That is Rule No. 2 for the matchup.
The only moves Sheik can reliably destroy you with are grab and dash attack. When you are grabbed, ensure you DI in such a way that avoids a dash attack follow-up.
*Except when thrown in the air, where they do combo into grab, even on your shield. Forward smash hard-counters this tactic.
** I am a major proponent of pivot fsmash, however, to maintain integrity in your dash dance.
Here’s what you do once you get a grab!
Going back to the grab at 0%: at high-level play, a good Sheik will DI (directional influence) the forward throw down and away. If she does this properly, she has no landing lag out of the release of the throw and can evade. Most Sheiks, however, will buffer a spot dodge; if you’re playing a good Sheik and this works once or twice, give them credit, dash dance and bait the buffered spot dodge, and then regrab.
You pummel once after the regrab because it sets up for the magical uthrow –> utilt follow-up.
I specifically asked Mew2King about the uthrow –> utilt because, while it does seem to be guaranteed, sometimes it is not. When I asked him about it, he shrugged and said “It depends.” And he’s right.
This sequence works until Sheik is about 25 percent. (I am not Mew2King and I have not memorized percents! I have seen this sequence thousands of times and it is embedded in my muscle memory, which at this point is intuitive; sorry!)
At that point, Marth is better off baiting Sheik’s second jump and promptly following with a full-hop uair. From there, juggle Sheik with forward airs and uairs.
The counter to this: if the Sheik is intelligent, she will take a few hits, DI up and away, save her jump, and wait until she can safely double jump away. A patient Marth, however, has time to see this and stalk her landing. It is a rock-paper-scissors game at this point, however, although Marth does have an advantage. I typically bait a spot dodge and stalk with uairs; at the very least you ought to have forced Sheik to land on the ledge.
Keep in mind there is more than one way to skin a cat!
This is a major area where Marths go wrong and which leads to struggles in the matchup: they are not utilizing the tech chase!
Marth’s aerial combos on Sheik are very good, but they are not great, because they are not quite guaranteed. They also require a tremendously high learning curve in what is the toughest area of this game to learn: spatial pattern recognition.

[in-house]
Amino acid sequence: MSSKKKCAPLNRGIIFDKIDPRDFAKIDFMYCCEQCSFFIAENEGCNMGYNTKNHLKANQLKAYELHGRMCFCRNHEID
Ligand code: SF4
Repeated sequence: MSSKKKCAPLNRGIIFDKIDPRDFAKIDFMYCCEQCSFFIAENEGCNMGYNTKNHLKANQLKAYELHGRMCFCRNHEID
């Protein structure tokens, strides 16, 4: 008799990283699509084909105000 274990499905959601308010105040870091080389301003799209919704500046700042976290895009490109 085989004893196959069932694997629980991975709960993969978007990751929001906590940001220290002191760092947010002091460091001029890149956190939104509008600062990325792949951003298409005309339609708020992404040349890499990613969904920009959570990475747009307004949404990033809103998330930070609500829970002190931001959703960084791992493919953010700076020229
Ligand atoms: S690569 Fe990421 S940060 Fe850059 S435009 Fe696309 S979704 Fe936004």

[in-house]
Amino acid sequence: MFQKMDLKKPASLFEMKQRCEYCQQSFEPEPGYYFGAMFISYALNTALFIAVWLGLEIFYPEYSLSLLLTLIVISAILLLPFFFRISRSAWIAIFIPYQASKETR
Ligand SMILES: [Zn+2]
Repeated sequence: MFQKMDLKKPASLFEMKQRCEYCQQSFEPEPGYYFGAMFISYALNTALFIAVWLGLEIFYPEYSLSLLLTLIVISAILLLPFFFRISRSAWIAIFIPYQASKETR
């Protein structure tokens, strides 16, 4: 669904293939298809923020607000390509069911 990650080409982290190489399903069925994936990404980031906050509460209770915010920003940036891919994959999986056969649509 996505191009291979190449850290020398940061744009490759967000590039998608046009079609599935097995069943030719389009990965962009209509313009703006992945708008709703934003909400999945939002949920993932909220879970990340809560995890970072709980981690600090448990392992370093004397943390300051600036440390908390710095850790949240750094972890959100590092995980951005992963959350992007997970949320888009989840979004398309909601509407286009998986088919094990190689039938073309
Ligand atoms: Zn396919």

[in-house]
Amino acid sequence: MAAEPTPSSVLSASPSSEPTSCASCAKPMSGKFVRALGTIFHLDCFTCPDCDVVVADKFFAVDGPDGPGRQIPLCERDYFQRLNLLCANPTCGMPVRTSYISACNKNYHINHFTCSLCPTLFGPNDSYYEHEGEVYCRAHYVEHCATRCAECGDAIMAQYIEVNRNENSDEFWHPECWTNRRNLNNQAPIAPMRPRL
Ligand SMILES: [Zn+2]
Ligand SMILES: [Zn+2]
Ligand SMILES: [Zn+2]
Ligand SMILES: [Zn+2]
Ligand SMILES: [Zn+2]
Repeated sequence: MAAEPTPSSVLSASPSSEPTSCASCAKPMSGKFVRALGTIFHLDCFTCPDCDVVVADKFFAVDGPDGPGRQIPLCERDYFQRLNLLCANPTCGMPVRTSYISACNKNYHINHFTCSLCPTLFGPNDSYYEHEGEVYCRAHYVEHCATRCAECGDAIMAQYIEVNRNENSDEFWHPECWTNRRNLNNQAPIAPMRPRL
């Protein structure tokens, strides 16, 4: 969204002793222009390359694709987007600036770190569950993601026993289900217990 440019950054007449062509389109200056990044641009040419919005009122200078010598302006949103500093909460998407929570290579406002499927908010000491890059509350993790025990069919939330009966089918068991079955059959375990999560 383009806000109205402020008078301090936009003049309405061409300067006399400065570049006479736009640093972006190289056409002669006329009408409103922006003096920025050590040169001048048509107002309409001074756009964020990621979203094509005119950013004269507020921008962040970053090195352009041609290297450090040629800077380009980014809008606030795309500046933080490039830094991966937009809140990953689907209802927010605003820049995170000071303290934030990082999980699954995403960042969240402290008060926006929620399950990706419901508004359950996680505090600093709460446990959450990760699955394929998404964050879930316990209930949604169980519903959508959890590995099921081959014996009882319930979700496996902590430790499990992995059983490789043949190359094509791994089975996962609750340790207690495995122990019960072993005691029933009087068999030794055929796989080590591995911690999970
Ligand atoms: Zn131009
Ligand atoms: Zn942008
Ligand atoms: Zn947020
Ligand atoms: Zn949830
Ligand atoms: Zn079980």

I opt to tech chase Sheik out of throw as often as I do to up throw her. This has two major advantages: one, you maintain control and shut down her momentum. The psychological effect of this is that the longer you maintain control, the more likely they will panic and devolve into mindless defensive play, such as spamming spot dodges or recklessly attacking you with misspaced and/or telegraphed moves.
Secondly, you force Sheik to the edge of the stage, which is where Marth truly shines in the matchup. Depending on where you two are positioned when she is grabbed, you forward throw or down throw. If she does not tech, you dtilt or fsmash the missed tech. If she does tech, you dash dance regrab (or dair regrab). As you repeat this cycle and learn the player’s patterns, you can strategically place tipper fsmashes for surprise early kills to boot!
The element of surprise is vital because it forces poor DI from Sheik. This serves to make both the uthrow and fthrow/dthrow/bthrow options more effective. When you are trying to force poor throw DI, you do not pummel but instead throw her immediately.
Speaking of bthrow, you bthrow when she is at middle percents and will be forced onto a platform. This can easily lead to a tipper, and at the least to a guaranteed follow-up.
Once Sheik is trapped near the stage out of a tech-chase/grab situation, now is when you fthrow or bthrow. If Marth is facing away from the stage and the fthrow will not allow her to freely grab the ledge, you fthrow immediately. If Sheik does not DI away, she eats a tipper fsmash or a dtilt. If she does DI away, you have enough time to grab the ledge from her.
If you are facing towards the stage and a dthrow will not allow her to freely grab the ledge, that is your option. If she does not DI properly (which is away), you can turnaround dtilt. Her options are extremely limited at this point because if she double-jumps and/or tries to attack, she eats a tipper fsmash (or, occasionally, counter) and loses her stock.
Since she must wait and save her jump, you have time to grab the ledge. Now you can use an invincible ledge hop autocancel nair to prevent her from grabbing the ledge for free (“if she tries, the weak hit of the nair (not the sword but Marth’s body) will hit her.) and promptly continue the edge-guarding sequence.